Hawke’s minister at times attempts to be visibly imitating what he imagines Spencer Tracy’s priest might do in a given situation, but his voiceover narration from a privately kept journal is filled with delusion that creeps ever closer to the fatalism of Travis Bickle. The film’s resolution to that conflict does not quite satisfyingly answer its questions of doubt, but then very little actually does. In the process though, the filmmaker and its star draw some intriguing juxtapositions between the holy and the human, including righteous skeptics and devout hypocrites alike.
When one thinks noir, the vision conjured is usually dark streets and rain-soaked pavement, yet writer Nic Pizzolatto has done a lot to mainstream the sunnier and more dried out Southern alternative to such nihilism, and this beautiful adaptation of his novel deepens that cynicism further with heartbreaking authenticity.
Told with a minimal but subtly empathetic eye by director Melanie Laurent, Galveston creates a raw-to-the-touch thriller that’s more concerned with its broken people than the supposed thrills they seek. One is Roy Cady (Ben Foster), a middle-aged bad man still clinging to what is left of his soul, and the other is Rocky Arceneaux (Elle Fanning), a teenager who may never have been a kid and is working as an “escort” when Roy inadvertently saves her life from some violent johns during a heist gone wrong.
But in spite of this bloody and action-filled beginning, the film is really about Roy allowing Rocky and her little sister (Tinsley Price) to go on the run with him, out of the Louisiana bayous and into the seaside escape of Galveston, where they all believe sanctuary awaits. But there is no such thing in these kind of tales. Laurent tactfully subverts any of the seedier readings of Roy and Rocky’s connection, which eventually is ambiguously borne from two weary people who life has beaten down into the very bottom of the mud. Even so, when this kind of tale reaches its inevitable third act, the film sidesteps convention in favor of brutal, graceful pessimism. And whatever life holds for these characters, their actors achieve a real transcendence. (You can read our full review here.)
Hearts Beat Loud
Release Date: June 8
Music can be a soothing outlet for a lost soul, but it’s perhaps most powerful when it’s bringing people together. As is the case with Heart Beat Loud, a sunny dramedy about Frank (Nick Offerman), a single father and Brooklyn record store owner Frank who is connecting with his college-bound daughter Sam (Kiersey Clemons) through their jam sessions.
Stripped of any intense cynicism regarding the transitional state of the music industry, the film turns into a loving ode to the concept of a “family band” when Frank uploads a track he recorded with his daughter and it finds its way onto a Spotify playlist. The sudden success of the father-daughter band (dubbed by Frank “We’re Not A Band”) puts Sam in a tough position when she’s due to be UCLA-bound in the fall.
It’s a story about loss and maintaining a connection to the people you hold dearest in life that works best when Offerman and Clemons are working through the fray of a complicated summer for a small family. While Offerman is simply having fun playing a musician, Clemons’ vocal talent radiates in every musical scene. The film’s strength is in its casting with an all-star lineup filling out the call sheet, including Ted Danson, Sasha Lane, Blythe Danner, and Toni Collette.
Hearts Beat Loud is a capable little indie flick that doesn’t try to overplay the story it sets out to tell. With a soundtrack worthy of a Spotify download, Clemons’ breakout vocal work, and Offerman’s layered performance, the film is a feel-good musical escape.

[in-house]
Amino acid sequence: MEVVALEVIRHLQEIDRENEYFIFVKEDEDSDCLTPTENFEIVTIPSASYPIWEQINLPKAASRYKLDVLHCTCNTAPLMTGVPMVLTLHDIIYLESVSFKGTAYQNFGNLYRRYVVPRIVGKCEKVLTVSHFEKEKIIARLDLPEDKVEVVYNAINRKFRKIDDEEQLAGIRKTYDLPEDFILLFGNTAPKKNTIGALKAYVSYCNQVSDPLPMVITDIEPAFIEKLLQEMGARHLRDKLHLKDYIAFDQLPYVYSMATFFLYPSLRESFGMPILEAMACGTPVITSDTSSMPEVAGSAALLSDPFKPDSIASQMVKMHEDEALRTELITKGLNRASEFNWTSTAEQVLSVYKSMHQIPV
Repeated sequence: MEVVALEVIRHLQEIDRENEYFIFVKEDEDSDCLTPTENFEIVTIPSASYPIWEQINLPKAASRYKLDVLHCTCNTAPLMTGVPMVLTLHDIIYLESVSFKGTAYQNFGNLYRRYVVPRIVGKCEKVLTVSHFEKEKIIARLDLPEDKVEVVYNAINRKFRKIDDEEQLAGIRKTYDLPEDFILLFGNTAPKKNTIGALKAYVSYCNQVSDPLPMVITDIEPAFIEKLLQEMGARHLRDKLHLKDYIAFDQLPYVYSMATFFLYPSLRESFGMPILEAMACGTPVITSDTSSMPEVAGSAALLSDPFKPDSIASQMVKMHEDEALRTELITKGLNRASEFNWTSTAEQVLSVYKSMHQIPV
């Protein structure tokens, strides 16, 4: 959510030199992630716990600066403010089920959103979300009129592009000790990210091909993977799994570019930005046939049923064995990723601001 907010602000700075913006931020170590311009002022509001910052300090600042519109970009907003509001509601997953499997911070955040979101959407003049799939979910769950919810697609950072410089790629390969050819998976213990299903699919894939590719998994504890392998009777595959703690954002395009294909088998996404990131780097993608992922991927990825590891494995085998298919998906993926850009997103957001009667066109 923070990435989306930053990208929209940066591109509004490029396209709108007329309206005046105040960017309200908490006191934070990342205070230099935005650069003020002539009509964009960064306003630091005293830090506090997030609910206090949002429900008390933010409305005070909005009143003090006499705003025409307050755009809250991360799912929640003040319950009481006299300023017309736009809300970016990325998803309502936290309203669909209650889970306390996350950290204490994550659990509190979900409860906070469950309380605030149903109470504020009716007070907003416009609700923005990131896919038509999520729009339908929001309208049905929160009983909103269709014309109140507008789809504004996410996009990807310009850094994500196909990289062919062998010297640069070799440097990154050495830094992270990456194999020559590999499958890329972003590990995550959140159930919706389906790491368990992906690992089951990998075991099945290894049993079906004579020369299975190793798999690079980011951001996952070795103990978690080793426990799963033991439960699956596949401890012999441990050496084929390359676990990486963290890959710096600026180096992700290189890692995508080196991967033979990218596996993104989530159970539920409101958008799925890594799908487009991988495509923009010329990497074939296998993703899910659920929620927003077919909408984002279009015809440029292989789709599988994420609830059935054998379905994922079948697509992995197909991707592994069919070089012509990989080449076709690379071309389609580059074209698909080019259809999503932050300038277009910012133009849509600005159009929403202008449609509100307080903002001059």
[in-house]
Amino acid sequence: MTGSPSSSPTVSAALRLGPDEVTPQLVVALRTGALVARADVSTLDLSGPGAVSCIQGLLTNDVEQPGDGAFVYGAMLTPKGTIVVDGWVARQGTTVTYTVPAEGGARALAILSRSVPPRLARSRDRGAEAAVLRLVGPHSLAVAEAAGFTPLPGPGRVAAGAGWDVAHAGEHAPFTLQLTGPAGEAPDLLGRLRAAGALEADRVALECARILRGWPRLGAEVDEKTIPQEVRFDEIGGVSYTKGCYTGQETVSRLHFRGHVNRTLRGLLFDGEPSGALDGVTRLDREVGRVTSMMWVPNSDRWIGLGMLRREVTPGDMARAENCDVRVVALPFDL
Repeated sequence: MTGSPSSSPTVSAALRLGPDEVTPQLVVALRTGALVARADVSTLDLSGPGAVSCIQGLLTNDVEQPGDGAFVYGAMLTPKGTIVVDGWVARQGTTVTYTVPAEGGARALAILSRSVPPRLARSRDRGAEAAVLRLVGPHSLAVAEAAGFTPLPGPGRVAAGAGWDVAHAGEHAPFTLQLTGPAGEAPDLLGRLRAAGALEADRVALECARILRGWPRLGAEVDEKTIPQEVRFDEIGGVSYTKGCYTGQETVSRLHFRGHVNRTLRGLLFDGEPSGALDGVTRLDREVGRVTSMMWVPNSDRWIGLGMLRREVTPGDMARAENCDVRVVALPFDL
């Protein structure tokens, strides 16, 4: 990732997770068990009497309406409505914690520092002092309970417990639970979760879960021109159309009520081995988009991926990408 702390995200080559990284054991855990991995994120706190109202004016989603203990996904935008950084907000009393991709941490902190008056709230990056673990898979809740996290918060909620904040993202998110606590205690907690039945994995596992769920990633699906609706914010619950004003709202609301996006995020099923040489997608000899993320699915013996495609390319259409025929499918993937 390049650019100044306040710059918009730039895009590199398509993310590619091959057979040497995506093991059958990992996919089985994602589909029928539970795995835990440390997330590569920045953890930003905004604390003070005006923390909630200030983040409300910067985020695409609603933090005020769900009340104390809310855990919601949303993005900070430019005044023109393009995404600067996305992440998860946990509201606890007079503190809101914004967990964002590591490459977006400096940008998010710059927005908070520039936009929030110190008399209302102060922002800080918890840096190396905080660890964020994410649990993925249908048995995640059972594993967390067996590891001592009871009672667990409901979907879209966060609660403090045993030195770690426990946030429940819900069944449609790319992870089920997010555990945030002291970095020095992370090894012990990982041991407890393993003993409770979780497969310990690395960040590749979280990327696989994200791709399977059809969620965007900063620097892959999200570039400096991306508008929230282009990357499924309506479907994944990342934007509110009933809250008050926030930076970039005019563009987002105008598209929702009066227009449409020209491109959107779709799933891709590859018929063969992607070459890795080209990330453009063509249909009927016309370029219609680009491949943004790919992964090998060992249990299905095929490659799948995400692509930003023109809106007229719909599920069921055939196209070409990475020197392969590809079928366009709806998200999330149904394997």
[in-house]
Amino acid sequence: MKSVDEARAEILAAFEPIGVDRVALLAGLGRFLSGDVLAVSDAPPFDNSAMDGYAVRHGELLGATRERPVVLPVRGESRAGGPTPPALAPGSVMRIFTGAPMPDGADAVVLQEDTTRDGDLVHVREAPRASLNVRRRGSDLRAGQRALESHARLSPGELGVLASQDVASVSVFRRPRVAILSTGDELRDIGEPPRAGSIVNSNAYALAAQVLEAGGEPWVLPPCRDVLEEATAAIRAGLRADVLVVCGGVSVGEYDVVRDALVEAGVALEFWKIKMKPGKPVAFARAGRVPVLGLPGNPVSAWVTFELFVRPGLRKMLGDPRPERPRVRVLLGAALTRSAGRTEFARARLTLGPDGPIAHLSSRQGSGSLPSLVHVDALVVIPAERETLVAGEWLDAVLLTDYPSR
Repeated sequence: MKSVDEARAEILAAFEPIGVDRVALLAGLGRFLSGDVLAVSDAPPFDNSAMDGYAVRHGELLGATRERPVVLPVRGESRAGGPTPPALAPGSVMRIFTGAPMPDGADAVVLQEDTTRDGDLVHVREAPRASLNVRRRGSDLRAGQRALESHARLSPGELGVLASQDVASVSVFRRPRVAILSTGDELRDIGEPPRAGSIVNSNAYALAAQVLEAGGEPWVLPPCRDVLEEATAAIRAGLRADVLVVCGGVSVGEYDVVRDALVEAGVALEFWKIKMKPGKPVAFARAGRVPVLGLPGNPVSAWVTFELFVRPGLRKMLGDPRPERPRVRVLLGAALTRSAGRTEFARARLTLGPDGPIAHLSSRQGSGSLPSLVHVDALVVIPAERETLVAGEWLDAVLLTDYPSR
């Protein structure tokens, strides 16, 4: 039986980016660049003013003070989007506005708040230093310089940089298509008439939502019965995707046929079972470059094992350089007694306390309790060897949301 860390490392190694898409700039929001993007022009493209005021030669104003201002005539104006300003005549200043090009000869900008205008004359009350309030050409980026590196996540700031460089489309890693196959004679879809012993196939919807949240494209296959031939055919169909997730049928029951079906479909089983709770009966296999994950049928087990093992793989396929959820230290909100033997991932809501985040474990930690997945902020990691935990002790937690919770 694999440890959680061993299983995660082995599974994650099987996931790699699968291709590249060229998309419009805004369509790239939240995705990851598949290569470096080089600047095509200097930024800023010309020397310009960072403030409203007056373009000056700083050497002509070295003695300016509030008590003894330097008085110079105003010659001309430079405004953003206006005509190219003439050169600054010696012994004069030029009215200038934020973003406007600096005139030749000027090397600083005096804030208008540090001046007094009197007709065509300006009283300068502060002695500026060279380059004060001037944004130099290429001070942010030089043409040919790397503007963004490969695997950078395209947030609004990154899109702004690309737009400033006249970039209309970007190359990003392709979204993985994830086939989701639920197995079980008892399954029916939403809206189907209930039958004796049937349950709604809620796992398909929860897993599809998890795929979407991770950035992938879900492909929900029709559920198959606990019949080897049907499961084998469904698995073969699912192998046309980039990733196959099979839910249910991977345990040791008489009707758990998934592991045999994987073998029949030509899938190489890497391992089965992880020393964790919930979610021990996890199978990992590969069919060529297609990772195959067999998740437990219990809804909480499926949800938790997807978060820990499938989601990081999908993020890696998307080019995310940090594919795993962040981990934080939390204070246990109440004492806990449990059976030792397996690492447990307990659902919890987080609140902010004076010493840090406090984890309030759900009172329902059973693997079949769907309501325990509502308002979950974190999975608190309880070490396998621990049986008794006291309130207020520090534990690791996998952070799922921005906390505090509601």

Isle of Dogs
Release Date: March 23
Wes Anderson is no stranger to animated mischief, so the droll voice behind The Fantastic Mr. Fox returning to the form with Isle of Dogs is very welcome, indeed. While his latest film does not quite live up to the heights scaled by George Clooney’s undoubtedly grinning vocal work, or Anderson’s last film, The Grand Budapest Hotel, there is no denying the immense charm found in a deadpan world of talking dogs and Japanese Samurai cults who have sworn to be the furry canines’ ruin.
In the picture, a dystopic future finds dogs being marginalized because of a strange virus sweeping through Japan, which a politician descended from dogs’ ancient foes uses as an excuse to banish all of the pets onto Trash Island. It is a grim fate told with the driest of symmetrically designed visual puns. A murderer’s row of Hollywood talent, many of whom stem from Anderson’s familiar troupe like Ed Norton and Bill Murray, are on hand to voice the dogs, while the humanoid characters not only speak strictly Japanese, but also do so with no subtitles.
The film can be a bit darker than most animated fare for families planning a night out, but adults will definitely fall in love with a film that celebrates pups in all their gross glory, especially as they run to the rescue of a small boy while taking a vote on whether to eat him or not if he doesn’t pull through from a plane crash.
Lean on Pete
Release Date: March 30
Some stories use convention to follow a well trotted path, and others use these tropes to lead us somewhere we never thought to ride toward. Such is the case of Lean on Pete, ostensibly a film about a boy and the horse he hopes to save, even though it is really about something much more complicated and unsparing.
In the film, Charlie Plummer plays Charley, a boy without a mother and a lay-about father living in squalor. It’s the reason the lad seeks a job to be around the creatures that catch his imagination; to be around horses. He works for a wonderfully nasty third-rate horse owner named Del (the invaluable Steve Buscemi), who beats his horses in week-after-week of measly quarter-mile races until they can’t win anymore, then he sends them “down to Mexico,” which sounds a lot like a glue factory to me. It does to Charley too, who after his own personal tragedies, puts all of his hopes and dreams on the idea of setting his favorite horse, Lean on Pete, free and away from Del, Mexico, and the whole affair.